Caste discrimination and exclusion in Indian universities: A Critical Reflection
Rs.12,600 Pages 215
With comprehensive ethnographic research, Sukumar details how caste continues to shape the functioning of India’s universities
Knowledge, at least in its a priori form, promises to be liberating. The thought of being able to learn, question, unlearn and then relearn is deeply empowering. However, knowledge production and knowledge dissemination seldom remain under the control of one individual. Knowledge can become liberating and empowering only if its systemic functioning is informed by sentiments of equity, empathy and respect.
The space of a university, more so a public university, is theoretically meant to be a place where the individual navigates social and cultural fissures encountered in the outside world. But what happens when this space, which promises socio-cultural emancipation, is itself riddled with hierarchical notions of merit and privilege? What if the rosy-eyed emancipatory potentialities of the university space end up being a dystopian universe? What if the university becomes a crude extension of the outside world?
N. Sukumar’s insightful new book is a damning indictment of the profoundly inegalitarian nature of Indian universities. With focus on the everyday plight of SC (scheduled caste) students in Indian university campuses, Sukumar builds a harrowing narrative to argue how caste continues to shape the functioning of universities.
With a comprehensive ethnographic research work featuring interviews with 600 students from five Central and five State universities across India, the author’s work delineates multiple forms of caste discrimination and exclusionary practices that are strategically produced and reproduced on university campuses. Along with a meticulously detailed quantitative account, the author underlines the need to explore the often-neglected psychosocial dimensions and consequences of these practices.
As a first-generation student whose caste consciousness crystallised as a SC student in the post-Mandal phase in Hyderabad, Sukumar identifies subtle forms of caste performativity. To do that, he makes use of an exhaustive questionnaire which seeks to expose the nuances of caste signifiers in academic spaces.
These include issues about but not limited to, student enrolment ratios, scholarships, social bonding in classroom and hostels, research experience and supervision, administrative support, and legal and institutional support, among others. Interviews were conducted in Hindi, English, Malayalam, Tamil and Telugu. The interviewees included 412 men and 188 women.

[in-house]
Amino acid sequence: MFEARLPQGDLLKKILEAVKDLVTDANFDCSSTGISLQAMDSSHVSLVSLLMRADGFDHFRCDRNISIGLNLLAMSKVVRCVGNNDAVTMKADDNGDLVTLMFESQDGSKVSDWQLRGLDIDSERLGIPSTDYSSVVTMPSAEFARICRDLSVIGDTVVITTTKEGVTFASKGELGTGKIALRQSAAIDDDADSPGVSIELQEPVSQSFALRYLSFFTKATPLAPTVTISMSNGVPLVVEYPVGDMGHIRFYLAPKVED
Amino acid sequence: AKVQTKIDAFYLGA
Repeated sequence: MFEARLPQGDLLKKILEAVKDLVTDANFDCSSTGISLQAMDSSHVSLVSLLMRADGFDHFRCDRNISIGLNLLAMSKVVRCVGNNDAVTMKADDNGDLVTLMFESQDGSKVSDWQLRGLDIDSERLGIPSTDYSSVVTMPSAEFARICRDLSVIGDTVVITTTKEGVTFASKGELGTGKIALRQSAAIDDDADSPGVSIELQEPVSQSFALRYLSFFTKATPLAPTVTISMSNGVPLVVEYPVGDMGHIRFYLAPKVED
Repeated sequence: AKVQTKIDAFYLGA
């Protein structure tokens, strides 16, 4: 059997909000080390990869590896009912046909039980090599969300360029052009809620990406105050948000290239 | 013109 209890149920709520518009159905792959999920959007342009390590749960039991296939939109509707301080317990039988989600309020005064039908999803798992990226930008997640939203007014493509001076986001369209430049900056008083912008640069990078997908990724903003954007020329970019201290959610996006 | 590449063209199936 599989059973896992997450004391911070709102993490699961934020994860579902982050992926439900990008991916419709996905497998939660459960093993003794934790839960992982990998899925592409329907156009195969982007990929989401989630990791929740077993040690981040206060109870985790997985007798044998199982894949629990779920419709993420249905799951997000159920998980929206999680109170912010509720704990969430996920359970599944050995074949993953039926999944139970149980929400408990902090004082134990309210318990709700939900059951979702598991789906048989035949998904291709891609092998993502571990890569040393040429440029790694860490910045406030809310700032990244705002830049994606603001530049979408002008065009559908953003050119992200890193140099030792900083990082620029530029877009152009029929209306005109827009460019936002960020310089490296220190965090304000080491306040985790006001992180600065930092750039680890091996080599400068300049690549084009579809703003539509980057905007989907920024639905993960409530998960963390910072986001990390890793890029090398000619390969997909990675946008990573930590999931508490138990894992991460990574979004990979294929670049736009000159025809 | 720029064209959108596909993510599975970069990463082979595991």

Sukumar provides umpteen disturbing examples from his own fieldwork and supplements them by ingeniously infusing the narrative with already published accounts of exclusion and discrimination. His account begins with a theoretical framework to unravel pedagogy’s intimate connection with discrimination and exclusion. By using Bourdieu’s concept of cultural capital, Sukumar attempts to draw a direct linkage between the conceptualisation of merit and socio-cultural values of the privileged castes.
The narrative provides data featuring responses of students concerning casteist aspersions during M. Phil/Ph D interviews, deliberately less marks being given to reserved category students, unfair grade markings and less time with teachers and examiners for further clarifications, among others. SC scholars are pigeonholed as ‘Dalit’ scholars. Body language and ‘deviant’ behavioural signals are commented upon by staff and faculty members.
Scholarships are termed ‘charity scholarships’ if they are awarded to SC students. Sukumar elaborates on how even if SC enrollment has increased from the 1970s, the total number of fellowships is stagnant. Furthermore, some universities reinforce segregation by maintaining caste ghettoes in hostels. Problems of Dalit girl students go unnoticed, especially cases pertaining to sexual harassment.
Apart from these slightly more overt forms of discrimination, Sukumar is not afraid to deliberate on subtle forms of discrimination which he terms “bureaucratic semiotics”. To quote an example, he observes how the practice of publishing the entrance exam merit list reflects the varnashram dharma, as the list always begins with the general category, followed by the OBCs and SCs. This merit pyramid remains unreversed even if the SCs score more marks.
The persistent usage of derogatory terms like ‘quota children’, ‘category wallahs’, ‘preppies’, ‘bakasuras’ (gourmand) and ‘kumbhakarnas’ (one who is naturally lazy and sleeps for long hours) recurring episodes of curious astonishment tinged with mockery for the ‘merit’ caste. Sukumar deftly nudges our attention to show how this normalisation of casteist slurs pushes students to suicidal thoughts.
The book lays bare such veiled forms of casteism and makes an appeal to reflect and deliberate on the lived experiences through multiple case studies. By making use of ‘interpretative phenomenological analysis’, Sukumar lets students narrate their horrid stories in their own way, without corrupting their stream of anger and mourning with his own analysis. By turning academic spaces into narrative zones of shared experiences, the argument is quite simply, to see this space as one of ‘self-reflexivity’ instead of ‘self-improvement’.
Surajkumar Thube (The Book Review)